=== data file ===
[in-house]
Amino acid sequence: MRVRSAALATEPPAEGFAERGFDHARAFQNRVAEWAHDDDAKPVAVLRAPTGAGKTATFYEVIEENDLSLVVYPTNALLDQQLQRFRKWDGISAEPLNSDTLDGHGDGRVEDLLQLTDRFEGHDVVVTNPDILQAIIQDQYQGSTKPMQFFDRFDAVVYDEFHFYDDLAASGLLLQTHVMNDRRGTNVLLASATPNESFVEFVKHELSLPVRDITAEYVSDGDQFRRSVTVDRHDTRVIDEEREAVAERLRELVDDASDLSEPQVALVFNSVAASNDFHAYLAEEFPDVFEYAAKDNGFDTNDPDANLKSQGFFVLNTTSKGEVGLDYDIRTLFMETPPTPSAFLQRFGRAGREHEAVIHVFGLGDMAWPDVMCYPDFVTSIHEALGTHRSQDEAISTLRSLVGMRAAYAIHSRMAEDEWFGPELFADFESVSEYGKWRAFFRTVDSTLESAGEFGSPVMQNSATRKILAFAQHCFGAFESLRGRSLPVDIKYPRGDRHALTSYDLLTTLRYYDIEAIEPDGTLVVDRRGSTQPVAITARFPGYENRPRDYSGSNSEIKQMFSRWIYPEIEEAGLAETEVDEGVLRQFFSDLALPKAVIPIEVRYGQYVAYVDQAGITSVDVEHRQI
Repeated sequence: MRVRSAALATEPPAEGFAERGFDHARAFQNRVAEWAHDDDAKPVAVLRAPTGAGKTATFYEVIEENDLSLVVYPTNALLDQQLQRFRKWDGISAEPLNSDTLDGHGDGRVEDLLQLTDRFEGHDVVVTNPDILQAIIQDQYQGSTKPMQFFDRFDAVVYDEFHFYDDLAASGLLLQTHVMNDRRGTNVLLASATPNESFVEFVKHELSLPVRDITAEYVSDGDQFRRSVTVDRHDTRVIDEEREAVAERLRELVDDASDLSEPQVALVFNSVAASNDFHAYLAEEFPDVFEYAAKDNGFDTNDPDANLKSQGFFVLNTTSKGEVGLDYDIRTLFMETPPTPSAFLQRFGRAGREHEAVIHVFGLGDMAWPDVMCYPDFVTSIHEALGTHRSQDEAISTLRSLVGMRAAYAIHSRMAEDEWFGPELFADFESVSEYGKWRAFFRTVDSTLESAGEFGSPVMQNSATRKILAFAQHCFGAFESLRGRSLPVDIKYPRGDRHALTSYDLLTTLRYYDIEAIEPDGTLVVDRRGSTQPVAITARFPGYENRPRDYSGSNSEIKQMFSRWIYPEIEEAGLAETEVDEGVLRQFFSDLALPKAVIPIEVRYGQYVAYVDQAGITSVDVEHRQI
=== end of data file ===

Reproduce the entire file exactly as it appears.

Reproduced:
[in-house]
Amino acid sequence: MRVRSAALATEPPAEGFAERGFDHARAFQNRVAEWAHDDDAKPVAVLRAPTGAGKTATFYEVIEENDLSLVVYPTNALLDQQLQRFRKWDGISAEPLNSDTLDGHGDGRVEDLLQLTDRFEGHDVVVTNPDILQAIIQDQYQGSTKPMQFFDRFDAVVYDEFHFYDDLAASGLLLQTHVMNDRRGTNVLLASATPNESFVEFVKHELSLPVRDITAEYVSDGDQFRRSVTVDRHDTRVIDEEREAVAERLRELVDDASDLSEPQVALVFNSVAASNDFHAYLAEEFPDVFEYAAKDNGFDTNDPDANLKSQGFFVLNTTSKGEVGLDYDIRTLFMETPPTPSAFLQRFGRAGREHEAVIHVFGLGDMAWPDVMCYPDFVTSIHEALGTHRSQDEAISTLRSLVGMRAAYAIHSRMAEDEWFGPELFADFESVSEYGKWRAFFRTVDSTLESAGEFGSPVMQNSATRKILAFAQHCFGAFESLRGRSLPVDIKYPRGDRHALTSYDLLTTLRYYDIEAIEPDGTLVVDRRGSTQPVAITARFPGYENRPRDYSGSNSEIKQMFSRWIYPEIEEAGLAETEVDEGVLRQFFSDLALPKAVIPIEVRYGQYVAYVDQAGITSVDVEHRQI
Repeated sequence: MRVRSAALATEPPAEGFAERGFDHARAFQNRVAEWAHDDDAKPVAVLRAPTGAGKTATFYEVIEENDLSLVVYPTNALLDQQLQRFRKWDGISAEPLNSDTLDGHGDGRVEDLLQLTDRFEGHDVVVTNPDILQAIIQDQYQGSTKPMQFFDRFDAVVYDEFHFYDDLAASGLLLQTHVMNDRRGTNVLLASATPNESFVEFVKHELSLPVRDITAEYVSDGDQFRRSVTVDRHDTRVIDEEREAVAERLRELVDDASDLSEPQVALVFNSVAASNDFHAYLAEEFPDVFEYAAKDNGFDTNDPDANLKSQGFFVLNTTSKGEVGLDYDIRTLFMETPPTPSAFLQRFGRAGREHEAVIHVFGLGDMAWPDVMCYPDFVTSIHEALGTHRSQDEAISTLRSLVGMRAAYAIHSRMAEDEWFGPELFADFESVSEYGKWRAFFRTVDSTLESAGEFGSPVMQNSATRKILAFAQHCFGAFESLRGRSLPVDIKYPRGDRHALTSYDLLTTLRYYDIEAIEPDGTLVVDRRGSTQPVAITARFPGYENRPRDYSGSNSEIKQMFSRWIYPEIEEAGLAETEVDEGVLRQFFSDLALPKAVIPIEVRYGQYVAYVDQAGITSVDVEHRQI